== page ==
President Trump is reported to have told friends at his Bedminster Golf Club in New Jersey that the White House is a “real dump”.
We wonder, how would James Hoban, the Irish architect who designed the White House, feel about those remarks?
Sports Illustrated said the billionaire President feels, "unguarded among the people who pay for their proximity to him", which would explain the extraordinary remark.
When Obama was President his aide, David Axelrod, said Trump offered to oversee a massive renovation that would have tucked a $100 million ballroom into the Executive Mansion.
His suggestion was rebuffed.
After his election in 2016, Trump was more modest in his redecorating goals - musing only that he wanted to “touch up” the most famous building in the world.
“I think the White House is such a special place,” he said at the time, “and it has such special meaning for Americans especially and the world. Nothing would change. The White House will remain the way it is.”
Critics still speculated that for a man used to living in what he called the "best apartment ever built" on 5th Avenue anything else would be a step down in space and luxury.
However, his haughty conclusion about his grace and favor home would likely come as a severe disappointment to the Irish designer who dedicated decades of his life building the White House into a home fit for both the Presidency and the nation.
James Hoban was born in Kilkenny, attended the Dublin School of Drawing, and emigrated to America just after the Revolution.
He responded to calls to design a house for the President in 1792; his proposal was considered elegant and yet modest.
At the time, many in the new nation feared that a President could become a tyrant like the British King - hence the checks and balances of the new Constitution - and Hoban’s designs were considered perfect; it would give dignity to the new office but deny it the grandeur and trappings of monarchy that might give an arrogant and ill-tempered Commander-in-chief notions above his station.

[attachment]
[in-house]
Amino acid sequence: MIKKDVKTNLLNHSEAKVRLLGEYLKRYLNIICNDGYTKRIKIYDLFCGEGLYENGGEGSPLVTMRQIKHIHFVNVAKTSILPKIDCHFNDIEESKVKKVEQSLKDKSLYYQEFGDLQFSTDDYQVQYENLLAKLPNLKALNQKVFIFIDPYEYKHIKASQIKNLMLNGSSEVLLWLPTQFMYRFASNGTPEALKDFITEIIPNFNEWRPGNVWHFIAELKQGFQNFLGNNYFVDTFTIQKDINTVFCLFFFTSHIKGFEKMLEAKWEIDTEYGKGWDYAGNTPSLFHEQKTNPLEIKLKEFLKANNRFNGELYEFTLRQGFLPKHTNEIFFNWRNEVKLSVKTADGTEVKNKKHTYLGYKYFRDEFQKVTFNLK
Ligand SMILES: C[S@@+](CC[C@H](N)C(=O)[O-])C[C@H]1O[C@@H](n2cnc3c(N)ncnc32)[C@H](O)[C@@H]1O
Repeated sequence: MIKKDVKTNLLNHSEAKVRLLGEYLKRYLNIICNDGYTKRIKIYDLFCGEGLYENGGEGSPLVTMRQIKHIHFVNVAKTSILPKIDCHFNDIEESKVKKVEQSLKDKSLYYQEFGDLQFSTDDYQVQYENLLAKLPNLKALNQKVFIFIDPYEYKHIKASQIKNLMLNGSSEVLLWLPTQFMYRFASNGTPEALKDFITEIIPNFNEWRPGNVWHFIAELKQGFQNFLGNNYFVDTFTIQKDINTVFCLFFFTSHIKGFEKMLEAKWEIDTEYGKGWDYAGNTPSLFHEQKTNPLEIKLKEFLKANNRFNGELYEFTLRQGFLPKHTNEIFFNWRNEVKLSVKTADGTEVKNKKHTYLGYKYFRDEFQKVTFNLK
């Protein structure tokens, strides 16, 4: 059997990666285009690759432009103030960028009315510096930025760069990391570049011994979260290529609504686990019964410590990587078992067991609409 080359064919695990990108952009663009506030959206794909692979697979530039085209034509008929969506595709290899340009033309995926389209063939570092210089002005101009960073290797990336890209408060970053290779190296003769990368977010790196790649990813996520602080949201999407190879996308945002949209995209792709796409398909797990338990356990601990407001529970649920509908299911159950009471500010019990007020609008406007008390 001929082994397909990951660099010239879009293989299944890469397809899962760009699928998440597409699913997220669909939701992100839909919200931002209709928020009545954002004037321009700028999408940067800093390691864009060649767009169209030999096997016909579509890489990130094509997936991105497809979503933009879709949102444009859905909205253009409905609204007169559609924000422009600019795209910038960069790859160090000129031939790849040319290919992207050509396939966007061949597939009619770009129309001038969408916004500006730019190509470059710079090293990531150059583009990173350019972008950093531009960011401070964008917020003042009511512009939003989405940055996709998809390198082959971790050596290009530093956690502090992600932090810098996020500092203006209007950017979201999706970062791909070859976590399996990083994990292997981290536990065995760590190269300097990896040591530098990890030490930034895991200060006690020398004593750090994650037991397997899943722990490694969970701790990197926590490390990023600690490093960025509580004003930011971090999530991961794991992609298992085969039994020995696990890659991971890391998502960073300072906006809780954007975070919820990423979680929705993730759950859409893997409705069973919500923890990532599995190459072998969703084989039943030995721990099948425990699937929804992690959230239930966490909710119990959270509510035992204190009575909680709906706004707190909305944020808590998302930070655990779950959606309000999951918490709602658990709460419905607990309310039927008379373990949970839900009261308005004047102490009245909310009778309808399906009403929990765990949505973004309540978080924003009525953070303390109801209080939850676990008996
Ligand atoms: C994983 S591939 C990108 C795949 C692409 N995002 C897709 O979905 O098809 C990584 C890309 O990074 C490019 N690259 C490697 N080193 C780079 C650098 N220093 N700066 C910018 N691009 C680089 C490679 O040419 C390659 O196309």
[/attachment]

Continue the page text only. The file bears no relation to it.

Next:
Some uncharitable commentators in Washington think Trump was just the sort of President they had in mind.
Curiously for a building that would soon come to embody the heart of the American political system, the design was based on a building that would some day perform the same function for Ireland’s political system; Leinster House, then the home of the Dukes of Leinster, was an imposing mansion in the heart of the Irish capital when Hoban emigrated.
Over a century on after the partition of the island and the establishment of the Free State, it became home to the Houses of the Oireachtas - Ireland new parliament.
However, unlike its younger sister in Washington, Leinster House has lived through far less turbulent times; in 1814 British soldiers marched into the District of Columbia, the President and his cabinet fled and the White House was torched to the ground.
Hoban, who had already spent years of his life carefully crafting his plans into a building that would stand the test of time was devastated.
Aggrieved but undeterred he would spend a further decade rebuilding 1600 Pennsylvania Avenue and many other Federal buildings around it.
His legacy today is a building that defines America more than any other symbol in the eyes of the world.
Of course, President Trump is builder too; and particularly in New York his legacy will live on in bricks and mortar long after his failure to repeal Obamacare and bizarre remarks to Irish journalists have faded into the history books.
Perhaps the President will yet propose a radical redesign of his new home along the lines of his Mar-a-Lago; if so his legacy to the nation could last longer and be even greater than that of Kilkenny’s James Hoban.
H/T: Irish America